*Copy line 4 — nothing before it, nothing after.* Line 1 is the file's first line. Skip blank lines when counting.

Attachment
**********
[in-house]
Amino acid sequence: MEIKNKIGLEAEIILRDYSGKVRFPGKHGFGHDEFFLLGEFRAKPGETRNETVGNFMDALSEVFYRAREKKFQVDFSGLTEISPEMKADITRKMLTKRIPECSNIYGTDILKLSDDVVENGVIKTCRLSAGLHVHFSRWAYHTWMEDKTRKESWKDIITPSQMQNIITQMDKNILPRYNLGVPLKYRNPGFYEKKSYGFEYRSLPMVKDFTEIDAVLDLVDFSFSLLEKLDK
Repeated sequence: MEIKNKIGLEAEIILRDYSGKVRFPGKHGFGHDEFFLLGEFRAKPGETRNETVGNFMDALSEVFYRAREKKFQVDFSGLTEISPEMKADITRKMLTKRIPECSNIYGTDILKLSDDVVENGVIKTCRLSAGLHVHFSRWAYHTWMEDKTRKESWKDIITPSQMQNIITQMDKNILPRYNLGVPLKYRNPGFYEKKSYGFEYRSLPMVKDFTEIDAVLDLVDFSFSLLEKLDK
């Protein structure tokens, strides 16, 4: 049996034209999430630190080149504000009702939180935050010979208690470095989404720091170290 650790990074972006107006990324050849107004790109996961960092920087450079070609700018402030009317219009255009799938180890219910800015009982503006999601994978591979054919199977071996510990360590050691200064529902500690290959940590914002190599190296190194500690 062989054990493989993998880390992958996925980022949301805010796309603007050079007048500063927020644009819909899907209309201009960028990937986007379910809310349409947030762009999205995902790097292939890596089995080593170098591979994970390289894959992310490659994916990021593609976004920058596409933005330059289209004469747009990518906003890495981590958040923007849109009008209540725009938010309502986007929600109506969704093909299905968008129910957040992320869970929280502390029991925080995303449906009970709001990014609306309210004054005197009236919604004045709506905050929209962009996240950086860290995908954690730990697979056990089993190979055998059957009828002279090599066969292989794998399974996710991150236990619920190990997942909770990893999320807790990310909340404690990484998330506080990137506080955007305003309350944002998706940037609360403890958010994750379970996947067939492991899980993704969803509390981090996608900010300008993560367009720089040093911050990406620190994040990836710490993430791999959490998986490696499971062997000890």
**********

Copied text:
């Protein structure tokens, strides 16, 4: 049996034209999430630190080149504000009702939180935050010979208690470095989404720091170290 650790990074972006107006990324050849107004790109996961960092920087450079070609700018402030009317219009255009799938180890219910800015009982503006999601994978591979054919199977071996510990360590050691200064529902500690290959940590914002190599190296190194500690 062989054990493989993998880390992958996925980022949301805010796309603007050079007048500063927020644009819909899907209309201009960028990937986007379910809310349409947030762009999205995902790097292939890596089995080593170098591979994970390289894959992310490659994916990021593609976004920058596409933005330059289209004469747009990518906003890495981590958040923007849109009008209540725009938010309502986007929600109506969704093909299905968008129910957040992320869970929280502390029991925080995303449906009970709001990014609306309210004054005197009236919604004045709506905050929209962009996240950086860290995908954690730990697979056990089993190979055998059957009828002279090599066969292989794998399974996710991150236990619920190990997942909770990893999320807790990310909340404690990484998330506080990137506080955007305003309350944002998706940037609360403890958010994750379970996947067939492991899980993704969803509390981090996608900010300008993560367009720089040093911050990406620190994040990836710490993430791999959490998986490696499971062997000890």